Come to find out the police had already gotten a 911 call from a person about ten minutes before my son came home. Someone had found this man lying in our front yard. The man told the person that he lived here. So the person, no fault to her own, helped him inside. Now here is where you, or any other sane person would stop me and say… “umm. Marv. Didn’t you lock the door?” To which I would sheepishly reply. “Ninety-nine times out of a hundred, yes. But apparently thinking my son would be home soon, and just being dog tired I neglected to lock the door.” So. Yeah.

There is a fire station less than a mile from my house, so the paramedics showed up rather quickly. The questions started again. Including the “have you been drinking” question. The man constantly replied that he did not drink. He reeled off his address, his name, his birthdate. But when asked recent things, like “how the hell did you get here!” (emphasis mine) he stammered and couldn’t reply. The man did state that he was eighty-five years old. And now I know exactly what you’re thinking. I was beginning to think this too. Stroke.

At this point, EMS arrived and started attending to him. This was officially the most people who’ve ever been in my house. The policeman kept asking him questions. Turns out, and now is where the story turns sad, he was eighty-five, and when asked if he lived with anyone he replied that his wife of sixty-one years had died just three weeks ago. His daughter had just gone back to her home out-of-state to return to school. This poor man was now, for the first time, alone.

A gurney was brought in, and one of the paramedics slowly, and letting the man know before each step, sat him up. One of the EMTs then said, “my god this man is burning up!” Hard to imagine but they all got even more serious at this point. They gently put him on the gurney, graciously putting his one shoe and hat underneath. With a farewell, “well you’ve had an exciting Friday night,” the paramedics and EMS took the man out.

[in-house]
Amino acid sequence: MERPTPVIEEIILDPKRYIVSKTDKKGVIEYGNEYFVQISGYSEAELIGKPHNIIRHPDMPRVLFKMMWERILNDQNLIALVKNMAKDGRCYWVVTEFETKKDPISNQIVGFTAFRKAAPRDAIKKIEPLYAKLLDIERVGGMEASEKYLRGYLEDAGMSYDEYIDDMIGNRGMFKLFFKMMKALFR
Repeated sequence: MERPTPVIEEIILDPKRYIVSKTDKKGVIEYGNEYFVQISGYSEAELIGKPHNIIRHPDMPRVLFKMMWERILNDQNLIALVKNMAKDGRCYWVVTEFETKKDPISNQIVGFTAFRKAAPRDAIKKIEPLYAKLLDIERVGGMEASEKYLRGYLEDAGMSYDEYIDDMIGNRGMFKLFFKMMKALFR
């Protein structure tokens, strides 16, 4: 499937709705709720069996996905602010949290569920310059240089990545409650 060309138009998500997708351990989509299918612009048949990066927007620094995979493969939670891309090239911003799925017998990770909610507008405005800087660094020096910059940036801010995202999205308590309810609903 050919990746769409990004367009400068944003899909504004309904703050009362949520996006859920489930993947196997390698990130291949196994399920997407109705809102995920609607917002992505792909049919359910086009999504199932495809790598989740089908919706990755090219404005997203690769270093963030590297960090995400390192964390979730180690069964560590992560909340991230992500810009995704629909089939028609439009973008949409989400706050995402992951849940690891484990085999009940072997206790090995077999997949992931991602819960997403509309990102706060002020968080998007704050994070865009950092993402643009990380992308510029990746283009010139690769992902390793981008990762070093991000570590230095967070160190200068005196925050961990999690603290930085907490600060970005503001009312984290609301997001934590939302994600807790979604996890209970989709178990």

A few minutes later, the policemen and another who had joined him, came back in to complete the story. First though, they said that the lead EMT reported that the man had a temperature of a hundred and three! For an adult, this is, as most know, life threatening.

Finally time for the damage report. My knick knacks on the toppled shelf were mostly sea shells, fossils and minerals. (“Jesus, Marie, they’re minerals!”) The antler coral, as I mentioned earlier was badly damaged, but the disheartening damage was to my beloved TV. I’m a movie junkie. I have a wonderful sixty-five inch LG TV. When the shelf fell over, it cracked the TV screen. Ruined.

But by this point I was more concerned by the gentleman who had been on my floor. See, I noticed something when he was there. A big fat gold ring on one of his fingers. I recognized that ring from a distance. A military academy ring. That stuck in my head.

After everyone was gone, as you can imagine, I couldn’t sleep.So I searched for our interloper on the internet, he had been kind enough to give us all three of his names. The first thing I found was the obituary of his late wife. She had died in late July. Her survivors included her husband. A retired Captain of the USN.

It is not inconceivable that I could have met this man when I was a young whippersnapper in the Navy. Unlikely, but the time frames could have matched. But no matter. He had been vibrant. He, and his late wife, were most like a force to have been reckoned with. And yet he wound up writhing on my living room floor.

Yeah, I’m sad for the loss of my really cool TV. But it was this fellow lying on the floor. Everyone thinking of him as a damn drunk at first. I think the proper word is perspective. It’s about life. And as someone who has intentionally tried to take the “local” train through life, avoiding the express, I am startled to see the culmination we all have in our futures. This man had a high-grade fever. This affects the brain. The brain is the kernel of who and what we are. Our perceptions of, and realization of… well, reality are seated in this lump of gray matter. I believe, in the end, it’s inside this windowless room which is our skull where we exit. And we do so alone.

We human beings are an enigma. We can stand strong for a season and then we wither.

Peace and Love
Marv